Laura wieso (5 months ago)
Eine wunderschöne Kirche und Andacht (vor allem schön gewärmt für diese Wintertage). Der "schwebende Engel" von Ernst Barlach ist kaum zu übersehen
Thomas Bartz (6 months ago)
Mega.. Muss man gesehen haben
Annelie Fritsche (7 months ago)
Als Güstrowerin finde ich unseren Dom sowieso schön,aber was die Kirchgemeinde mit "Güstrow schwebt" auf die Beine gestellt hat ist einfach unbeschreiblich! Ich war mit meiner Familie am 3.10.18 zu Kunst und Genuß und bin auch jetzt noch restlos gefangen von der Atmosphäre. Tolle Eindrücke,super Musik uns Klasse Menü. Danke!
Matthias Schollmeyer (2 years ago)
'Must-see' in Güstrow
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Porta Nigra

The Porta Nigra (Latin for black gate) is the largest Roman city gate north of the Alps. It is designated as part of the Roman Monuments, Cathedral of St. Peter and Church of Our Lady in Trier UNESCO World Heritage Site. The name Porta Nigra originated in the Middle Ages due to the darkened colour of its stone; the original Roman name has not been preserved. Locals commonly refer to the Porta Nigra simply as Porta.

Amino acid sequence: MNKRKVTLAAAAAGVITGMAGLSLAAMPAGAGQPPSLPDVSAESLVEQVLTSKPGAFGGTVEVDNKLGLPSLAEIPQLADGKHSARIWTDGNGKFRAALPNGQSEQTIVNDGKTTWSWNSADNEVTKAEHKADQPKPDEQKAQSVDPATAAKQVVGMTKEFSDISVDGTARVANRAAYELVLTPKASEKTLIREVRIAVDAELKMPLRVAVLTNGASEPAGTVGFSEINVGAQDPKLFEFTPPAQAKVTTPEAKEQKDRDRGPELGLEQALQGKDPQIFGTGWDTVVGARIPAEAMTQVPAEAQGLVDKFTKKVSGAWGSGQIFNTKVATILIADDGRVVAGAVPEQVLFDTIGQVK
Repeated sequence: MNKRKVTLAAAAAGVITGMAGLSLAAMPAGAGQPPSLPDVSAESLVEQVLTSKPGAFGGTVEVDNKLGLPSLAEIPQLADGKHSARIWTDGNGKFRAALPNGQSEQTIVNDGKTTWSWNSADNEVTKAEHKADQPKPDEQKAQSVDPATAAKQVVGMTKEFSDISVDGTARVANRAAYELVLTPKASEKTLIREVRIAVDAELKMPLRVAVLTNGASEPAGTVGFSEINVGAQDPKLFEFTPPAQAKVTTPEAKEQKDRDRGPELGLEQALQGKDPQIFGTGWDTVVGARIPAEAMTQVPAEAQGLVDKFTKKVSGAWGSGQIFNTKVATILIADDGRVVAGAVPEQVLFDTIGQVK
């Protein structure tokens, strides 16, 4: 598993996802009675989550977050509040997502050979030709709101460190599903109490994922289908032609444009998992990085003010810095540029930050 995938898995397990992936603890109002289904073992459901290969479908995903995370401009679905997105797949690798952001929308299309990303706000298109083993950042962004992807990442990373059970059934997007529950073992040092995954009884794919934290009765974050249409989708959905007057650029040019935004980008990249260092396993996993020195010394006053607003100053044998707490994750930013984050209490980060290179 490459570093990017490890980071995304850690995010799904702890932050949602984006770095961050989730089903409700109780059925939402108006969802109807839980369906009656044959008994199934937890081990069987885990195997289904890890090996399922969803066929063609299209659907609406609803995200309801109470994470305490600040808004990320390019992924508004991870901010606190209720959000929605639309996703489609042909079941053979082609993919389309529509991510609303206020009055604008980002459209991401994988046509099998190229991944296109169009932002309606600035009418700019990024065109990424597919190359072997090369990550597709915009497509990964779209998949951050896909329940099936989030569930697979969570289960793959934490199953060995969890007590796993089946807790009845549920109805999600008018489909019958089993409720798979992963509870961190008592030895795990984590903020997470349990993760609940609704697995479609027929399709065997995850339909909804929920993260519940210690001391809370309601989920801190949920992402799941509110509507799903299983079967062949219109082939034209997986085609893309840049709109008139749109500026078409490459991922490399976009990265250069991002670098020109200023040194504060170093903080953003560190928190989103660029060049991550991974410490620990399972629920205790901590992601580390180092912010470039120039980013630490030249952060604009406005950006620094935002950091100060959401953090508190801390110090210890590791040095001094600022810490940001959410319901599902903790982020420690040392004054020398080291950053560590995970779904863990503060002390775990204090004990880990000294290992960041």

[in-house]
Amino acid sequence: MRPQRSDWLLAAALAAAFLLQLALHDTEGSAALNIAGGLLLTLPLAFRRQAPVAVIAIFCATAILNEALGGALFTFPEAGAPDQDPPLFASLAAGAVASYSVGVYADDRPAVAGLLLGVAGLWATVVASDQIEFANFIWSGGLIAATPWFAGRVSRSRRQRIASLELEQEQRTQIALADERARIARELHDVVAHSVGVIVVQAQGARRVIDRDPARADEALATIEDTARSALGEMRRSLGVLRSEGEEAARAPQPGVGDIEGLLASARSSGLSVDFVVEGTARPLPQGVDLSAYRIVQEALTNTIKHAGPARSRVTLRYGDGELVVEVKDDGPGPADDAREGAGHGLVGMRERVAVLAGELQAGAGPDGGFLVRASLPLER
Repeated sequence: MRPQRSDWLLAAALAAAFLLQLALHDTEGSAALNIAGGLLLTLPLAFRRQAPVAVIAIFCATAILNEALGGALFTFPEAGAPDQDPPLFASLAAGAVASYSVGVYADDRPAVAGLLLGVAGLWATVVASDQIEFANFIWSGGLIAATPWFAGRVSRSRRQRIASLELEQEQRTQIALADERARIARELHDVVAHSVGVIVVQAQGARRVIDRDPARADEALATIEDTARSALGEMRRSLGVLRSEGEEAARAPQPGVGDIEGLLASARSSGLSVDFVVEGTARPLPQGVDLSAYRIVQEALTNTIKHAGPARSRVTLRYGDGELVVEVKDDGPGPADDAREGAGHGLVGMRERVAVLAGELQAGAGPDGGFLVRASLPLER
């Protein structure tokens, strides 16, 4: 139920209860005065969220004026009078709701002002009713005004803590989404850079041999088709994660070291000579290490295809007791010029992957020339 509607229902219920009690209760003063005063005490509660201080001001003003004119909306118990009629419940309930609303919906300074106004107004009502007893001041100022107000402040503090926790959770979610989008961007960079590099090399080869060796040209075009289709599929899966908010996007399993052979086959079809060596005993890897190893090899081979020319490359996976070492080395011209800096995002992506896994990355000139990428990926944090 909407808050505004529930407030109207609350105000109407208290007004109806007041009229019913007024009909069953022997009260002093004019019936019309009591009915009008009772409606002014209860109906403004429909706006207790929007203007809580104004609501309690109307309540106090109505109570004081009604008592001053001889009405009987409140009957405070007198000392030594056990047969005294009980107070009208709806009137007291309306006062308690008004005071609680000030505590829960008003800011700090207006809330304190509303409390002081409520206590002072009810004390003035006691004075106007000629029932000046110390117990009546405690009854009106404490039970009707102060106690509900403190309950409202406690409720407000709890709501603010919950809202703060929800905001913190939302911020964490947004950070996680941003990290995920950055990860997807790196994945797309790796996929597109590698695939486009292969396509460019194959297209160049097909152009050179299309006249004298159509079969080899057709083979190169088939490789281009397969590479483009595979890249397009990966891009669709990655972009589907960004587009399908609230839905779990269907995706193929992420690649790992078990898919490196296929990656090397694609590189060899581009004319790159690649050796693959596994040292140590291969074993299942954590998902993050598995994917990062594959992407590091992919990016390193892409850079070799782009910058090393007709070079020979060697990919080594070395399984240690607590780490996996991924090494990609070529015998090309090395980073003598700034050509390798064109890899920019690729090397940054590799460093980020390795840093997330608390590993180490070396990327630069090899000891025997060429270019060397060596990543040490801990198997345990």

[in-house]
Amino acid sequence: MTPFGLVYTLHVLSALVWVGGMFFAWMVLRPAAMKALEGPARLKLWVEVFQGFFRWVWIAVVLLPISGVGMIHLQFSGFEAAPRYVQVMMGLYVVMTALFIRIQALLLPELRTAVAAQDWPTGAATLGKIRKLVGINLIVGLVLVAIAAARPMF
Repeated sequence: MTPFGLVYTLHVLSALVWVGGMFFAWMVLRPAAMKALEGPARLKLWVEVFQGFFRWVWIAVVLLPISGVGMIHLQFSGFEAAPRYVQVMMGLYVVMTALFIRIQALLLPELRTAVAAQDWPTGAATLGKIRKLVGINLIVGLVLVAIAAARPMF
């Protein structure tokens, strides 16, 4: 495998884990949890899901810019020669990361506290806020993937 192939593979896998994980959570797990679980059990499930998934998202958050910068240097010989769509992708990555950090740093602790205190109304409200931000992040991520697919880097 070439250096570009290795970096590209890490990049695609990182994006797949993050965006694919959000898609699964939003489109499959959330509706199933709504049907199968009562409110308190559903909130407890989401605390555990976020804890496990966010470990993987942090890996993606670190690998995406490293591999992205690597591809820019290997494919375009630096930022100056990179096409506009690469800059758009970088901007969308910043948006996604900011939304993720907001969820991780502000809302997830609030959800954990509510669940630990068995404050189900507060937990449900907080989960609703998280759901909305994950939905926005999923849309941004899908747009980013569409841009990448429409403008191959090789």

The Porta Nigra was built in grey sandstone between 186 and 200 AD. The original gate consisted of two four-storied towers, projecting as near semicircles on the outer side. A narrow courtyard separated the two gate openings on either side. For unknown reasons, however, the construction of the gate remained unfinished. For example, the stones at the northern (outer) side of the gate were never abraded, and the protruding stones would have made it impossible to install movable gates. Nonetheless, the gate was used for several centuries until the end of the Roman era in Trier.